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This parashah holds two of the most amazing and influential passages of the bible: the sin of the Golden Calf, and the 13 Attributes of God.
Chapter 32 retells the sin of the Golden Calf, and after Moses goes back up the mountain to ask God to forgive the people, he also asks God to “show me, I pray Thee, Thy glory”, which God agrees to do. When God passes by Moses He proclaims Himself, and these are what we call the 13 Attributes of God.
Today I want to talk about a very small sentence that represents a very magnificent reality: God treats everyone the same way.
In Chapter 30, at the beginning of this parashah God tells Moses to take a census of the people and that everyone has to pay a ransom for their soul. Each person counted is to give the same amount, a half-shekel. And at verse 15 God says:
The rich shall not give more, and the poor shall not give less, than the half shekel, when they give the offering of the Lord, to make atonement for your souls.
To me this means that God is asking from each person the same amount because each person is, to God, the same in His eyes. Whether rich or poor, intelligent or unlearned, good-looking or weak of countenance, to God we are all the same. He doesn’t look at our outward appearance and cares not for our financial strength because God looks at our heart.
This is confirmed later, in Chapter 33, verse 19 when He agrees to show Moses His glory, and states:
I will make all My goodness pass before thee, and will proclaim the name of the Lord before thee; and I will be gracious to whom I will be gracious, and will show mercy on whom I will show mercy.
Because God is always the same, Kefa (Peter) confirms this nearly 1,500 years later, in Acts 10:34:
So Peter opened his mouth and said: “Truly I understand that God shows no partiality, but in every nation anyone who fears him and does what is right is acceptable to him.”
God will not be moved or change His mind about something simply because a person is destitute, or rich, or important in the worldview. God will and does treat every single living person on Earth as one of His children. Whether or not they accept and acknowledge Him as God, or accept and acknowledge Yeshua as Messiah, God still treats them the same way.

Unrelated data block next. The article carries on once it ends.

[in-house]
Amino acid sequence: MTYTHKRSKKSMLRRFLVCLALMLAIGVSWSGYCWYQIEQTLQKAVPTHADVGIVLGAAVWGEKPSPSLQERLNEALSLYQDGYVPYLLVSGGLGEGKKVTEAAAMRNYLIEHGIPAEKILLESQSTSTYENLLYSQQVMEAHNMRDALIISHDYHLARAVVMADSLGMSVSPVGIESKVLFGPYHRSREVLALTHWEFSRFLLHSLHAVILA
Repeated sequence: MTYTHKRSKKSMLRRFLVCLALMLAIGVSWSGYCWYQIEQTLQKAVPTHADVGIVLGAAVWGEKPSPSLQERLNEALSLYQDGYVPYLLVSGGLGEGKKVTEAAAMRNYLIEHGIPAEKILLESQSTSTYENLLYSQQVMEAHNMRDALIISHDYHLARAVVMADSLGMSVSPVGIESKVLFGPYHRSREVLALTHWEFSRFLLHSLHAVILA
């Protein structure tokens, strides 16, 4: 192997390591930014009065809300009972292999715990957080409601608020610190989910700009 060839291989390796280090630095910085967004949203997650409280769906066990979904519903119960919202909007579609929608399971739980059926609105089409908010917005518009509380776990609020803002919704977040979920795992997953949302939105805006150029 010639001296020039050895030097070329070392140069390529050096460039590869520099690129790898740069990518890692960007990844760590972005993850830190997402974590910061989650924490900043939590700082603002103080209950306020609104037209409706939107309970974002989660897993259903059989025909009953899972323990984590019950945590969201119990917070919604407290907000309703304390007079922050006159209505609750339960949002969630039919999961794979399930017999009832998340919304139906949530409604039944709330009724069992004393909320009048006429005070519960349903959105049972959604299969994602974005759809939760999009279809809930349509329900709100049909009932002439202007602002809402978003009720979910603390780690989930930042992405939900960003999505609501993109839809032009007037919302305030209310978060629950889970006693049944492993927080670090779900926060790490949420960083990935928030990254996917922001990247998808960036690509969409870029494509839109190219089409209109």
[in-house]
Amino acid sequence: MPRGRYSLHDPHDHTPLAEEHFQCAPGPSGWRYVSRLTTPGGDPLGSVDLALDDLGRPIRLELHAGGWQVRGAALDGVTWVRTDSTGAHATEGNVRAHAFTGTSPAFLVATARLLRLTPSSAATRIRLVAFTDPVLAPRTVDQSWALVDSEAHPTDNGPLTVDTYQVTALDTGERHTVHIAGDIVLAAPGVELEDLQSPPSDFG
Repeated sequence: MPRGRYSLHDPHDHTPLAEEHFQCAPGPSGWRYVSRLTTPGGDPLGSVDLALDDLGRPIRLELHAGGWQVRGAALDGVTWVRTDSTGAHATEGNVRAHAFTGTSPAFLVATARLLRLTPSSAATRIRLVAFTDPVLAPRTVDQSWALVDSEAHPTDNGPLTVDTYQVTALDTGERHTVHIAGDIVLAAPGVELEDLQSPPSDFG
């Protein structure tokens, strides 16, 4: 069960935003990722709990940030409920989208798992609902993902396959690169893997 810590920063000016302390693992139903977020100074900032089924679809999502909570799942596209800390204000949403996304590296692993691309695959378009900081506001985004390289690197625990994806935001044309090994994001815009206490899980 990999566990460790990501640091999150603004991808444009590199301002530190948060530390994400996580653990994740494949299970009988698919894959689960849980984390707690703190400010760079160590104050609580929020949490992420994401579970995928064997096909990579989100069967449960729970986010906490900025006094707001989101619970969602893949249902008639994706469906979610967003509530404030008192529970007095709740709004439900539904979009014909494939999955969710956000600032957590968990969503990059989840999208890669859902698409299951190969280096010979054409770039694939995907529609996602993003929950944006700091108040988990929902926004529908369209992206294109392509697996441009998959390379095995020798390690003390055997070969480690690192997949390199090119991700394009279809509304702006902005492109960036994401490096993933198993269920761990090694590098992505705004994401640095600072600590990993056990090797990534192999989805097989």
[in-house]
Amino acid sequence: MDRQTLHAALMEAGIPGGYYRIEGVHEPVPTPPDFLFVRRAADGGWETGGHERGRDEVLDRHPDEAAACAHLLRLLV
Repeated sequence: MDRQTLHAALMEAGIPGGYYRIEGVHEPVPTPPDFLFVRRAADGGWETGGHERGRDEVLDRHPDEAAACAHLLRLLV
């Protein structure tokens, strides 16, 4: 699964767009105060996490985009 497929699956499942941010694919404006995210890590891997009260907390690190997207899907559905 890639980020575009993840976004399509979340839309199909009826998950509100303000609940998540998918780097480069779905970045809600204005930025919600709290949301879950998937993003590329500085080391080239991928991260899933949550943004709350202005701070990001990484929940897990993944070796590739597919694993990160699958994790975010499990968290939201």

You may be thinking, “Wait a minute! God treats all people the same way? Are you crazy, Steve? Are you saying that God will bless sinners who reject and curse His name the same way He treats a godly person who obey’s Torah and loves Him?”
Yes, that is exactly what I am saying, and No, it is not as you may think.
When I say God treats everyone the same way I mean that God will see each person not for what the world thinks is important, but for what God thinks is important. God will not have special concern for a person’s physical well-being, or their finances, or their position the business world, or even their rank within a church or synagogue. To God, we are all the same, and we all will be treated the same way, which is according to what we deserve.
That is how God treats everyone the same way: we all get what we deserve.
There is one exception to this: those that have accepted Yeshua as their Messiah, who work their salvation in truth, having done T’shuvah (repentance) and who fear God will not receive all they deserve because Yeshua has paid that price for us. Thank God for that! Literally.
From this lesson we need to move forward knowing that God sees everyone for who and what they are, and since we can’t we need to trust God to judge and avenge Himself as He sees fit. We should not take the position of judge away from God because, frankly, we aren’t fit for that role. We cannot judge fairly as God does because we are human, we are in the world, we are saturated by its standards and whether we like it or not, we cannot be partial in the way God can be partial.
Admitting this is not something that should make us feel bad, it should instead give us a sense of relief. To judge is very difficult, and to judge fairly is almost impossible. I, for one, am very happy to let God do that. I have written many, many evaluations during my lifetime and they are hard to do- if any of you has done this, you know what I mean. The weight of having someone’s future, their family’s support and the person’s self-worth in my hands is a very heavy burden. Now if we took that up to the level of judging the world, well….better to let God handle it.
Take joy in the truth that God judges everyone equally, as we deserve, and take even greater joy in knowing that because of Yeshua, we will not actually receive that which we really deserve.